Tuesday, May 08, 2007

Campus Safety at Long Beach City College

My college's political science department -- and especially Professor Gene Goss and his political science students' club -- sponsored a Town Hall forum yesterday on the topic of campus safety following the massacre at Virginia Tech. The panel was entitled "Can It Happen Here? A Town Hall Meeting on the Virginia Tech Tragedy." I was one of five speakers on the panel. The Long Beach Press-Telegram did a write-up on the event, "LBCC Safety Steps Weighed," which provides a nice overview of the forum:

Installing phones in Long Beach City College's classrooms and hallways was one idea floated Monday during a panel discussion on ways to improve campus security in the wake of the Virginia Tech shooting massacre.

A Long Beach police officer, three faculty members and the student government president discussed the state of security at the two-campus college and what steps students, faculty, staff and administrators should take to prepare for emergencies such as a shooting rampage.

Several panelists stressed the need for installing phones in classrooms that would connect with campus police and emergency services. They pointed out faculty and students now have to rely on their cell phones in emergencies. Cell phone 911 calls are routed to the California Highway Patrol dispatch center, creating delays.

"We do need to have some sort of system to make sure that we have hard-line access," said Gad Perez, president of the Associated Student Body, the college's student government.

Panelist Donald Douglas, an LBCC political science professor, said that the college needs to ensure that faculty are regularly trained in emergency procedures. Faculty members should be able to distribute handouts to students describing the safety procedures, he added.
Two of my political science colleagues on the panel are quoted in the article, as well as the police department's representative:

Gun control was a major topic of discussion, with some students asking the panel whether, in the wake of the tragedy, students and faculty with proper licenses should be allowed to bring their guns to school to defend themselves during attacks. Drugs and weapons are prohibited at LBCC.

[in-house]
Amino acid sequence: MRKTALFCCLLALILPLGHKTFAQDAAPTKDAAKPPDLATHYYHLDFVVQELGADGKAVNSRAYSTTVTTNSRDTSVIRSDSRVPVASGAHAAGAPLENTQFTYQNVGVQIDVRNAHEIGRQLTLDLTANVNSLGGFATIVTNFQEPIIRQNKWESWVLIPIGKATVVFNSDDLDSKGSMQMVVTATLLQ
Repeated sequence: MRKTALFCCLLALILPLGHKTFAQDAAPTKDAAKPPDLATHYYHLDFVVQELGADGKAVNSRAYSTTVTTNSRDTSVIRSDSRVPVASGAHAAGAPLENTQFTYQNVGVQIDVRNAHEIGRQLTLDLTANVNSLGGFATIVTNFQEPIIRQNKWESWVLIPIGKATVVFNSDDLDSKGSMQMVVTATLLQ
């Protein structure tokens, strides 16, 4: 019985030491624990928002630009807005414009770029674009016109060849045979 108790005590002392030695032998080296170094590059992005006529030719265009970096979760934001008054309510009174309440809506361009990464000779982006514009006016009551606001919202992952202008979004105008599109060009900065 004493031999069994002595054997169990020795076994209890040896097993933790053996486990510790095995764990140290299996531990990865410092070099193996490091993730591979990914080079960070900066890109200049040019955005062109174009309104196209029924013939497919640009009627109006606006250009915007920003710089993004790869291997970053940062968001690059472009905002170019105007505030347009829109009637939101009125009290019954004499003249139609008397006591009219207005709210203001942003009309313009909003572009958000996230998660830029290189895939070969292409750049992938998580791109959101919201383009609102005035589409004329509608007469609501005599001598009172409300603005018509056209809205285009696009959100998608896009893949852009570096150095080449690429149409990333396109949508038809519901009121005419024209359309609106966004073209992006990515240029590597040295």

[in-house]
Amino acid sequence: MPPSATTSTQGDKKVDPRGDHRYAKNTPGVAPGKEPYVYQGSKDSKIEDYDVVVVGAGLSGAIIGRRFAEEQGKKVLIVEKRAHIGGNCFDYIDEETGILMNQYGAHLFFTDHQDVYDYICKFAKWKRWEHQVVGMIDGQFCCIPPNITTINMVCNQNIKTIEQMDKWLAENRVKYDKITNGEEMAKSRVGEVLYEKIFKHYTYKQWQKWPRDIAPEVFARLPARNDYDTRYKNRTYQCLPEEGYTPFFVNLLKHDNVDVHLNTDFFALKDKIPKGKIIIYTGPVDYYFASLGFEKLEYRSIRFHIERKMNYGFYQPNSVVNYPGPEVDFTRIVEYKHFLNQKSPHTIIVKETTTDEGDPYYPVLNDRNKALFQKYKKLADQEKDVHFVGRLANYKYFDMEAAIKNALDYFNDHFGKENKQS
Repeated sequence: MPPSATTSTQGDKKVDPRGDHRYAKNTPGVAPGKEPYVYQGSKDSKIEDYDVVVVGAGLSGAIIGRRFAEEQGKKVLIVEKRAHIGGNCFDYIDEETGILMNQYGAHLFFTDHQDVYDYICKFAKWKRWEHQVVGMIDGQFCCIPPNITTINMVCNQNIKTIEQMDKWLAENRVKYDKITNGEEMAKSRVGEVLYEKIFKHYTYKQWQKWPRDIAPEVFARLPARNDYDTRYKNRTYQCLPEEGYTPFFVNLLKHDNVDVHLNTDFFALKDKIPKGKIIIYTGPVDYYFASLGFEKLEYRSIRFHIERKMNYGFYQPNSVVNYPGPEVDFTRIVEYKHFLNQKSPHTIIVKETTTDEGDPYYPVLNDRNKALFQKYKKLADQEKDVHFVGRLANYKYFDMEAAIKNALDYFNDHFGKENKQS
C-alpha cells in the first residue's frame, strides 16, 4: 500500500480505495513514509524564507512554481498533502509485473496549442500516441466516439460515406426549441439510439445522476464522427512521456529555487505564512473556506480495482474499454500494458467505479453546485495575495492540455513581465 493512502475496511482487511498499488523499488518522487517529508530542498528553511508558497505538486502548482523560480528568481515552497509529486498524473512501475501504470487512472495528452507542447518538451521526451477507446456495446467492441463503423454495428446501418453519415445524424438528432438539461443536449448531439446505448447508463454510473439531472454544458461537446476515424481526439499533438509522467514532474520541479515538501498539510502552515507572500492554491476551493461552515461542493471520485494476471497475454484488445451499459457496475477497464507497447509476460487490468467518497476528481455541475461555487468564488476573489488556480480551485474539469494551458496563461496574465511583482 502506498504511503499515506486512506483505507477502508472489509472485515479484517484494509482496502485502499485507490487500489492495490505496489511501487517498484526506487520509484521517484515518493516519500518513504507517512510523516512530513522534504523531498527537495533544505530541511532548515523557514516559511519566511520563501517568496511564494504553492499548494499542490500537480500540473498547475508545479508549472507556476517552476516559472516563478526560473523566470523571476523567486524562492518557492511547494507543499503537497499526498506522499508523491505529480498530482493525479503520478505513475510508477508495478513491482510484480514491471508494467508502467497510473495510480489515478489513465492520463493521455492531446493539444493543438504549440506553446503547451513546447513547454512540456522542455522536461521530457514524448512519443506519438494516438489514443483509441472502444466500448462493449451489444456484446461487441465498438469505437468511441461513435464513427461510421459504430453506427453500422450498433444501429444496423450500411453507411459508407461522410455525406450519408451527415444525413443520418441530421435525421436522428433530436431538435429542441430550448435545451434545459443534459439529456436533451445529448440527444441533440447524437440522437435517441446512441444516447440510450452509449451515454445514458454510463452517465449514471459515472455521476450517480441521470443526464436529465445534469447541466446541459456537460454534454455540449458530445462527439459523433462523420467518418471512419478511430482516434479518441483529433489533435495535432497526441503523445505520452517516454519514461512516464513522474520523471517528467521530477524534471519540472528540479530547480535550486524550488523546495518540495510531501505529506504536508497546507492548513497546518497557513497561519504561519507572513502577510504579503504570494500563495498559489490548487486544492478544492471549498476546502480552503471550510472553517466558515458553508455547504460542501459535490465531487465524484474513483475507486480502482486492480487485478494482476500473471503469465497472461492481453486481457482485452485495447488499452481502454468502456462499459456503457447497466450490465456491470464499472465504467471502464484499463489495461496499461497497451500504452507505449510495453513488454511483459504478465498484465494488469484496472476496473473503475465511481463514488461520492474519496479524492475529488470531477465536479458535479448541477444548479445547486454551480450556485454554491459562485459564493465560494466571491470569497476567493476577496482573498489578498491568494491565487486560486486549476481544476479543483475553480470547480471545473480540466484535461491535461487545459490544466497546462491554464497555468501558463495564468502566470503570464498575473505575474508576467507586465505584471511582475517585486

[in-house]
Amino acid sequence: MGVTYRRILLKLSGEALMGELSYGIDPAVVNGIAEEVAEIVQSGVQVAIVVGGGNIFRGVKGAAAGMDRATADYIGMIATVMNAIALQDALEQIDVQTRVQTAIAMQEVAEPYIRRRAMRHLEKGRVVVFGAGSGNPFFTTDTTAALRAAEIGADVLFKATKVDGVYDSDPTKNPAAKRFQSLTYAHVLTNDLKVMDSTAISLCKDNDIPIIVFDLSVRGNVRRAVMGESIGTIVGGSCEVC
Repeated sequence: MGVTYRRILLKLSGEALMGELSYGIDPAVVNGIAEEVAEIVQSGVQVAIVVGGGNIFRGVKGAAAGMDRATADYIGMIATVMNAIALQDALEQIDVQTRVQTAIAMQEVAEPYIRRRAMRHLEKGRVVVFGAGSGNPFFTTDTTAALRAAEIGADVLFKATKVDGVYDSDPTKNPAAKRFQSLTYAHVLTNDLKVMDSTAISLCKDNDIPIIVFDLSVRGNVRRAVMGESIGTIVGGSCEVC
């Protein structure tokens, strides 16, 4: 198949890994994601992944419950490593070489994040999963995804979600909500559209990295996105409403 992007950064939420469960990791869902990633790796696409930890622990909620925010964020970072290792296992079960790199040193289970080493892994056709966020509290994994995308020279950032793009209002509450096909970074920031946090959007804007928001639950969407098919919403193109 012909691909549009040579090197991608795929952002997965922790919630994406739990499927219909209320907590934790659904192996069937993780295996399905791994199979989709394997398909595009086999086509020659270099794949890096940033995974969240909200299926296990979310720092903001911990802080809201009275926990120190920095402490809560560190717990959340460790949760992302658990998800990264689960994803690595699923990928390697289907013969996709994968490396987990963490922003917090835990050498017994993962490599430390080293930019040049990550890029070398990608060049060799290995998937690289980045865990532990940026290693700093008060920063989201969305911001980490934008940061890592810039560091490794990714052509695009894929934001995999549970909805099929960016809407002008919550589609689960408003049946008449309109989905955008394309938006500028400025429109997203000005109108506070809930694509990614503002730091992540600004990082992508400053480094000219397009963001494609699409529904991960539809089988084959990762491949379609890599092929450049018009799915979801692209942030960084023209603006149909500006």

Faculty member and panelist Charlotte Joseph said that the college should continue to have a weapons-free policy.

"It's the job of the college to make sure that we are as safe as possible," she said.

Panelist David Fritz, an officer with the Long Beach Police Department - which provides security at LBCC - noted that few gun owners are properly trained in the weapon's use.

Police need student tips and support to maintain security, Fritz said. Students shouldn't view the sharing of important safety information with police as "snitching," he said.

Panelist Elliot Rock, a political science professor, said that the college administration often is constrained legally from taking action against problem students. For example, expelling a student could open up the college to lawsuits, he added.

"There are no easy solutions here," Rock said.
I covered the issue of firearms on campus in an earlier post, "Concealed Weapons Permits and Campus Safety." I noted then that I'd be returning to the issues surrounding the Virginia Tech tragedy and campus safety in future posts. I have been especially affected by the shootings. This tragedy has had a greater impact on my thinking than most other types of calamities, and I've put my concerns into action on campus. I wrote a college wide e-mail letter on emergency preparedness that was well received, and that note has been part of an increase in safety dialogue on campus. For example, in addition to yesterday's Town Hall forum, the Office of Student Health and Psychological Services also held an earlier workshop to provide faculty members resources in identifying and referring students who may need counseling services.

The interest level on security reform across my campus is considerable, and I hope the progress continues into the fall semester and beyond. We have a lot of gaps in our existing disaster planning regime. My school is like thousands of others around the country currently grappling with steps toward increasing campus safeguards. Check out this U.S. News and World Report article, "
Toward a Safer Campus," for one of the better articles I've read on emergency preparedness in the aftermath of the shootings.

Note also that one of my colleagues forwarded me the UCLA Psychology Department's "
Center for Mental Health" webpage, which is a treasure-trove of information on threat assessment, crisis prevention and response, and psychological services. (Click the link "Responding to a Crisis" especially.)

If anyone has any interesting stories or suggestions about improving campus security, I'd love to hear them.

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